Q is for query letters

Who totally loves rejection? Raise your hand.

The business of sending query letters is brutal. Ask any writer. Ever heard of the slush pile? Well, when you’re an unpublished, unagented author, it’s NOT where you want to be. (Seriously, my stomach churns at the very thought!)

I’m a novelist. It takes me pages and pages (and pages) to say anything. To be asked to describe my story in 300 words is practically torture. But I did it. And it worked. Sure, it took me five years and about a hundred drafts of said query letter. But still.
I’ve heard that there are writers out there who actually excel at drafting query letters. Who are these elusive people? And where were you five years ago?
So, hey, my writerly friends….what has your experience been with querying agents? Sucky? Fun? And what did you learn?

6 thoughts on “Q is for query letters

  1. M.J. Fifield says:

    I used to teach English and one day the kids found out I was an aspiring author (the social studies teacher told them) so I brought in my query letter and rejection letters for them to see. One kid read the query letter and said to me, “You actually send this out?”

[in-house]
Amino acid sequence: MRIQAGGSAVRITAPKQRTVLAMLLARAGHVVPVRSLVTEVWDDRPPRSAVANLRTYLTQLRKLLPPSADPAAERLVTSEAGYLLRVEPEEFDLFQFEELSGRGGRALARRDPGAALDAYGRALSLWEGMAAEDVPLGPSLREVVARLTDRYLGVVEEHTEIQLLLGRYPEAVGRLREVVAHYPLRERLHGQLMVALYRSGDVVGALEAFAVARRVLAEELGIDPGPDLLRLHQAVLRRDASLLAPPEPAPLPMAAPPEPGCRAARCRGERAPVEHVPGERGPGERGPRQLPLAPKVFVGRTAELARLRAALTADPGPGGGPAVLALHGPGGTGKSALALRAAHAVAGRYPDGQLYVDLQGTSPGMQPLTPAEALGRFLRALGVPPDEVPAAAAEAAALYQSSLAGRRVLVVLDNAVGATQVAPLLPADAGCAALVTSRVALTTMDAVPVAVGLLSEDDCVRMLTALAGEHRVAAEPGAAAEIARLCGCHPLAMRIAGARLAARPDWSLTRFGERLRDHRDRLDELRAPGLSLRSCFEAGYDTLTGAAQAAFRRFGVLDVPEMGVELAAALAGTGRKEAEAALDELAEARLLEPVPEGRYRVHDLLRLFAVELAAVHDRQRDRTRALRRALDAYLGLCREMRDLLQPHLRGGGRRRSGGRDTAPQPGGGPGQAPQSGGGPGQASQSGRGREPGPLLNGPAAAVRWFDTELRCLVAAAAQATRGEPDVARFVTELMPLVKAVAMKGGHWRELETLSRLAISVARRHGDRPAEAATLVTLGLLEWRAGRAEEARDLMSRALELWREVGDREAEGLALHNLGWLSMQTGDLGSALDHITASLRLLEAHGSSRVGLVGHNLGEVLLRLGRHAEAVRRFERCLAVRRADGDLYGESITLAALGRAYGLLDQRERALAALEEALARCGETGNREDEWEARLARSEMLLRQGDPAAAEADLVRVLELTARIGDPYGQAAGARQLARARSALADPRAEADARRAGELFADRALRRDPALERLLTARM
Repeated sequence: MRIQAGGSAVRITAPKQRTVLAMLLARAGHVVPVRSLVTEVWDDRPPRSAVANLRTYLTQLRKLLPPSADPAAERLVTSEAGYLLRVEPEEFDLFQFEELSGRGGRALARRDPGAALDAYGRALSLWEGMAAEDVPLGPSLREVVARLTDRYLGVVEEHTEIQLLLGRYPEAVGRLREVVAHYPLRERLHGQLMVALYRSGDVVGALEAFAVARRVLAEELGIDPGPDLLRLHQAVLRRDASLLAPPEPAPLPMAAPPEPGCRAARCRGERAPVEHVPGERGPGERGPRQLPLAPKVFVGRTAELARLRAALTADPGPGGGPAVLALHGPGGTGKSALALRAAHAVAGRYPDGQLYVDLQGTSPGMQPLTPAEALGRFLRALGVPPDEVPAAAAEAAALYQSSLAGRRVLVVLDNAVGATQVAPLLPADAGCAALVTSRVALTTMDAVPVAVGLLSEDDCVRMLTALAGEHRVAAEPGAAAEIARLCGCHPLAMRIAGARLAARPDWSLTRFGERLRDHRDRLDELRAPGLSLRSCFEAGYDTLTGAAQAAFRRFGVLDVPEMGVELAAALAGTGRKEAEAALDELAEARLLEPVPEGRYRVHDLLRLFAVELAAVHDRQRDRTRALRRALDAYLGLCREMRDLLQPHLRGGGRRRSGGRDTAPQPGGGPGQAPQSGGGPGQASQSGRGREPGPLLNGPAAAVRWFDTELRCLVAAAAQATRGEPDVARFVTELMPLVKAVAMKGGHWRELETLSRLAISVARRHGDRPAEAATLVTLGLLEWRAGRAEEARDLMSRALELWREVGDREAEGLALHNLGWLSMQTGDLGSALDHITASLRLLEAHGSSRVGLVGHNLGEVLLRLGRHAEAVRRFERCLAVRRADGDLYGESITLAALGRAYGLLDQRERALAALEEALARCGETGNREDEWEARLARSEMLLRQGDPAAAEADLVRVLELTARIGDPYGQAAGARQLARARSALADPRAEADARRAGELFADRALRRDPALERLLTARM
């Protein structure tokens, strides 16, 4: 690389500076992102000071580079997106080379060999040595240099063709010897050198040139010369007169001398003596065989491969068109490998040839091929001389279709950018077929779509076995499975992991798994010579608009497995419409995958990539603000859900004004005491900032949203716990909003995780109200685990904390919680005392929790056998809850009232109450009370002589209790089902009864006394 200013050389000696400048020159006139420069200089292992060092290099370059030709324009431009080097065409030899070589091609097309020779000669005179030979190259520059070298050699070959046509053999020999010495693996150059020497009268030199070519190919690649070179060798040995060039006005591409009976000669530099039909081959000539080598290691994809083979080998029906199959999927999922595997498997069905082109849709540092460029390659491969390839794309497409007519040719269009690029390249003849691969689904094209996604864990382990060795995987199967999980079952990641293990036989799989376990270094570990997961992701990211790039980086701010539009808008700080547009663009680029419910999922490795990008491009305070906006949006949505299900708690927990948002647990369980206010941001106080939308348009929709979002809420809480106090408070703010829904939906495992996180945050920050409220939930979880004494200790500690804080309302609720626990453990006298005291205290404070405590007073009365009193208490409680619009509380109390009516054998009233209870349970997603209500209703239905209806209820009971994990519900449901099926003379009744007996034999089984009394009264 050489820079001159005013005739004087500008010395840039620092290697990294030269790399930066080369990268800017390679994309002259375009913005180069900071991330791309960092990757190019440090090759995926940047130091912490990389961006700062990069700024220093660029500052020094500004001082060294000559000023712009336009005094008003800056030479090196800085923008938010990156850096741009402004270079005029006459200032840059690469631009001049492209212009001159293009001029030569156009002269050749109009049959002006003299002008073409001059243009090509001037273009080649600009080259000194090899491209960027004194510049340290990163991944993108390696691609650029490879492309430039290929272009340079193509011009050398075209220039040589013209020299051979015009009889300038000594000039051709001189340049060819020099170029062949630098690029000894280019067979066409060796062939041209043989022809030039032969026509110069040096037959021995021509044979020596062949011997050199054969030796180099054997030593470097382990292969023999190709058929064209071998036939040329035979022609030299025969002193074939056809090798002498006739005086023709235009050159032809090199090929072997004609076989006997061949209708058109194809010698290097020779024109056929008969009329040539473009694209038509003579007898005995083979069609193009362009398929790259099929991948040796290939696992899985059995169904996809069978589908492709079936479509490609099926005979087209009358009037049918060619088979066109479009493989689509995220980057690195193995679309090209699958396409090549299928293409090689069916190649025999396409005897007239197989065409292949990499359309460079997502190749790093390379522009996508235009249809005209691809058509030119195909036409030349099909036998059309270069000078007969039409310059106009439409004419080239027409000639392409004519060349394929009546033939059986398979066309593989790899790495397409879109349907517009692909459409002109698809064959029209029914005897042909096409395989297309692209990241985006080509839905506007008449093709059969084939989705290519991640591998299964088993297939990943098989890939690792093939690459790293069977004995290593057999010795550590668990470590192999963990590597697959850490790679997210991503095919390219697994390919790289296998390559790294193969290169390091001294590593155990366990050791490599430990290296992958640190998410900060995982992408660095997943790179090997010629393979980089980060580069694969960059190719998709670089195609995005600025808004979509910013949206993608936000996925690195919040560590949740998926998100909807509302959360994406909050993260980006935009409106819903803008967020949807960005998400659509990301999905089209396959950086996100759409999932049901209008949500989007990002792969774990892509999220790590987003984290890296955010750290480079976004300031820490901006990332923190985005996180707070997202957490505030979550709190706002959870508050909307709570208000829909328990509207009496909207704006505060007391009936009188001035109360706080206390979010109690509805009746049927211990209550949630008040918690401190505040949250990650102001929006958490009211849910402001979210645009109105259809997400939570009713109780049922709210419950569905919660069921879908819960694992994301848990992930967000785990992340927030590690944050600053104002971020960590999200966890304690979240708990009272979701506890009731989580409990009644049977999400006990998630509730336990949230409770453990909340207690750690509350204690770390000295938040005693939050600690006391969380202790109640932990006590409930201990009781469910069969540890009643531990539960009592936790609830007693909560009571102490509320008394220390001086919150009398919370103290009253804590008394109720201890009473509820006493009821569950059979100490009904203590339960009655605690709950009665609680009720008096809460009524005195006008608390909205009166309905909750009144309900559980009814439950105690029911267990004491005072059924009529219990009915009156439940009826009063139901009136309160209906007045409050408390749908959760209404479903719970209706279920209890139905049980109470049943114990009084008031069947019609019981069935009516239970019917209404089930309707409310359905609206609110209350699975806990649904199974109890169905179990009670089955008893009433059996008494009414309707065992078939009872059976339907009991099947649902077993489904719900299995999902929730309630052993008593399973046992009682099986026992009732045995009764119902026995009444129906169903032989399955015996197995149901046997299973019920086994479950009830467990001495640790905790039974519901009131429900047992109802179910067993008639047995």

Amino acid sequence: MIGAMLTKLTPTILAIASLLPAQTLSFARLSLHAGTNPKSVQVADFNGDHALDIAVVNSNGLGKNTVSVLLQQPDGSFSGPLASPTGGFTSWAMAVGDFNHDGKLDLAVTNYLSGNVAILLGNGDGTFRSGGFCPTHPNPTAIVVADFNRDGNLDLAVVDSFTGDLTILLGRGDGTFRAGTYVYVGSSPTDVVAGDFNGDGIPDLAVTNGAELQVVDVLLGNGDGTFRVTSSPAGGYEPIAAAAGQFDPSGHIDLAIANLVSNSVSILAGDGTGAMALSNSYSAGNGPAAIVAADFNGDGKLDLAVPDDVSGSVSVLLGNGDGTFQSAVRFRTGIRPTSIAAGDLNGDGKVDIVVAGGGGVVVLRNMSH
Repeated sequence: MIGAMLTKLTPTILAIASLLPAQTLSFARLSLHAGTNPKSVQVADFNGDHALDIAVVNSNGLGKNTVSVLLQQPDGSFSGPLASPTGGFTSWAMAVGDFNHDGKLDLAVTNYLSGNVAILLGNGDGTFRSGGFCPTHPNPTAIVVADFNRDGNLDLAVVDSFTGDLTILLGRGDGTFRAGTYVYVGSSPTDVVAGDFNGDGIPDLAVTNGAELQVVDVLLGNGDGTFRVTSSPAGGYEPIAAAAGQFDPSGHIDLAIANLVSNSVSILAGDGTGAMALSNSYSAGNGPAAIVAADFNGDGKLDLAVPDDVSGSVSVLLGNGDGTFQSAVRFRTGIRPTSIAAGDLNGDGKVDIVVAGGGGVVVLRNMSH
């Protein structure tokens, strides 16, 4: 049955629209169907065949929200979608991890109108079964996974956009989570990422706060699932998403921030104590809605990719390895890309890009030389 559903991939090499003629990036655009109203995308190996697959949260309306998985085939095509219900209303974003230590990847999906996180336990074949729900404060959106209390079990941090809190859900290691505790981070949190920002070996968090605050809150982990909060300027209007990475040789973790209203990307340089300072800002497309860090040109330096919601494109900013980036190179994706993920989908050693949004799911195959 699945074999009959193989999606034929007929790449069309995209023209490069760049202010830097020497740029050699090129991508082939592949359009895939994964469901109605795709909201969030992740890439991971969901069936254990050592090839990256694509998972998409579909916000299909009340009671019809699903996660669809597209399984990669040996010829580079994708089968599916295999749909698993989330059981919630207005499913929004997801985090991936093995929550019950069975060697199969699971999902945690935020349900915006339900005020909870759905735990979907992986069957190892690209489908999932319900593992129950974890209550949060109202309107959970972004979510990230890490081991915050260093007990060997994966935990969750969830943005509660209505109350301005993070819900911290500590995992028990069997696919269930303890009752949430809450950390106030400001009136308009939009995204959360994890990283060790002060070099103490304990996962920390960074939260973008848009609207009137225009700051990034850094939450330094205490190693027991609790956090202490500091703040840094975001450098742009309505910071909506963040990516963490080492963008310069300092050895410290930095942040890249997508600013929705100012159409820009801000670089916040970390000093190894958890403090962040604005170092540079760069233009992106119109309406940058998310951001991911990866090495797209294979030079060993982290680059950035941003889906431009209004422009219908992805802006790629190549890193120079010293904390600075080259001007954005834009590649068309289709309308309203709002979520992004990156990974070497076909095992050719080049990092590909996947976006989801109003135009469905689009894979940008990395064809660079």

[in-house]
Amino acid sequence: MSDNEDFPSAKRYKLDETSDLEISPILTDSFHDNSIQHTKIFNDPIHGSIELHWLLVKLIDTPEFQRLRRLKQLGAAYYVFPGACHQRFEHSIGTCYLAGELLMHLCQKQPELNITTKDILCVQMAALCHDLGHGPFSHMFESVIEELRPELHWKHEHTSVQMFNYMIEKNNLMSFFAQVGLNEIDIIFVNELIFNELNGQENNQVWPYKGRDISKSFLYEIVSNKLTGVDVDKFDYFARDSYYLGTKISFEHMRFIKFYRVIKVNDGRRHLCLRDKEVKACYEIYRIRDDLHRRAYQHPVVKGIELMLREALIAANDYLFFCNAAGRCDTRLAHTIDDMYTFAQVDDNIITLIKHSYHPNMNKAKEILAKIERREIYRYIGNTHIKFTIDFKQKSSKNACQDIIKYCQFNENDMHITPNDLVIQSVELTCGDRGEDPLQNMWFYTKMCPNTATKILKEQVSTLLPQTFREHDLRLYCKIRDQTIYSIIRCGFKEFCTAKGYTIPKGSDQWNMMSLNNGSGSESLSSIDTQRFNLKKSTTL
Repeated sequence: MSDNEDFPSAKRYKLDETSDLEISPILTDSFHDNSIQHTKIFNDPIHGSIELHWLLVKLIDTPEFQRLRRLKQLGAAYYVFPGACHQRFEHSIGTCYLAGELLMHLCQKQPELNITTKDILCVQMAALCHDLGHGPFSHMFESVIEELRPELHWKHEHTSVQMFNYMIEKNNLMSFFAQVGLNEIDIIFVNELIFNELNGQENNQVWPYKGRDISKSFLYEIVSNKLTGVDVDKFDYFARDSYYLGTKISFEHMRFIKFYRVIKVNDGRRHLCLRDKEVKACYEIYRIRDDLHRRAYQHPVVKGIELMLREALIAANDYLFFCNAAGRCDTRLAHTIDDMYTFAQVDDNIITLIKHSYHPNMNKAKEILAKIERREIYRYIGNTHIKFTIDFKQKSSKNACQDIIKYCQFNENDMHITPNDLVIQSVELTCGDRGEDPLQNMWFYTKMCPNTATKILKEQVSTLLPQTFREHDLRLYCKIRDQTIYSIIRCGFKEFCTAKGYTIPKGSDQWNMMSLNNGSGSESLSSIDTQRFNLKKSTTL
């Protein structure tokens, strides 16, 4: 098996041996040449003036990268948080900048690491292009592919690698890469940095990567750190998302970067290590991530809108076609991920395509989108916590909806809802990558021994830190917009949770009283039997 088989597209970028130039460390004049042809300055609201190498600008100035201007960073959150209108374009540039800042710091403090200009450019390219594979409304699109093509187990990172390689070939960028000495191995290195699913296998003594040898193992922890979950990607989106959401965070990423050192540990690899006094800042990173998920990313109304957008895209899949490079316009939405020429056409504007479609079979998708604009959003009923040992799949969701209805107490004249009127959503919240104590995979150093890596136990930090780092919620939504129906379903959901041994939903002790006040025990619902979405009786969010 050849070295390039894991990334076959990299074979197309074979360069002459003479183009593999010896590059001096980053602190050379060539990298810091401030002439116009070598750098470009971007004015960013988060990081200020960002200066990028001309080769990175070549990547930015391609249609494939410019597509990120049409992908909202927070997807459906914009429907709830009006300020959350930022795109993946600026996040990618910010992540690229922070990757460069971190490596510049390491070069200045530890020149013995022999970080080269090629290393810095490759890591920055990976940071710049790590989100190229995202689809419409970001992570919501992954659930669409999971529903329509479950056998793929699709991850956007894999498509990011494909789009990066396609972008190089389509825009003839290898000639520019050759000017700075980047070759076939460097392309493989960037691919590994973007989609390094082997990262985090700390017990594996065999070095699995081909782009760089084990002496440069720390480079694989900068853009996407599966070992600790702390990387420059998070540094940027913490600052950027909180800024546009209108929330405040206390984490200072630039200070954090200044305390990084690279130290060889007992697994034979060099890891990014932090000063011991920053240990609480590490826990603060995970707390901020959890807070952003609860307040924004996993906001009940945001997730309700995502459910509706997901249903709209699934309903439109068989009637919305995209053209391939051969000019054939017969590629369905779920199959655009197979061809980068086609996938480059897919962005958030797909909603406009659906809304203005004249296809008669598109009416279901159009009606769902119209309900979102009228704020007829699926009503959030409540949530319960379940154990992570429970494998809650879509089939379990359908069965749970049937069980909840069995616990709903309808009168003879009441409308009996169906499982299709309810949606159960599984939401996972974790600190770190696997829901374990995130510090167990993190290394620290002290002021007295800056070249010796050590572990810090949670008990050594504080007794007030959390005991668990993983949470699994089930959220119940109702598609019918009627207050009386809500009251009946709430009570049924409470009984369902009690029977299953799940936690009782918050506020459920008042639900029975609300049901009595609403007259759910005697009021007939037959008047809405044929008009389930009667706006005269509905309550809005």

I retired that particular letter after that.

  2. Ophelia London says:

    Hahaha! Oh, wow. But, good for you for sharing with your class. Captive audiences are nice that way. I've put my poor family and friends through so many horrible drafts of my QLs and manuscripts. It's a wonder anyone is still speaking to me. 🙂

  3. Buffy Armstrong says:

    I am in the process of preparing a query letter for a novella I'm hoping to have publish. The manuscript has already been rejected by one editor, but I am hopeful there is a home out there for it. It's about a Faerie king. I love my faeries.

  4. Tracy says:

    I haven't begun querying yet, but I've got a letter ready! 😀

    Now, the synopsis? That's a whole different ball of bad dreams! o_O

  5. David Macaulay says:

    one day I will surely get to the query letter stage, only to be promptly rejected. You shouldn't be too down about it, though, because it really is almost the norm for novelists. It's not like a job interview were you have a 50/50 chance – good luck

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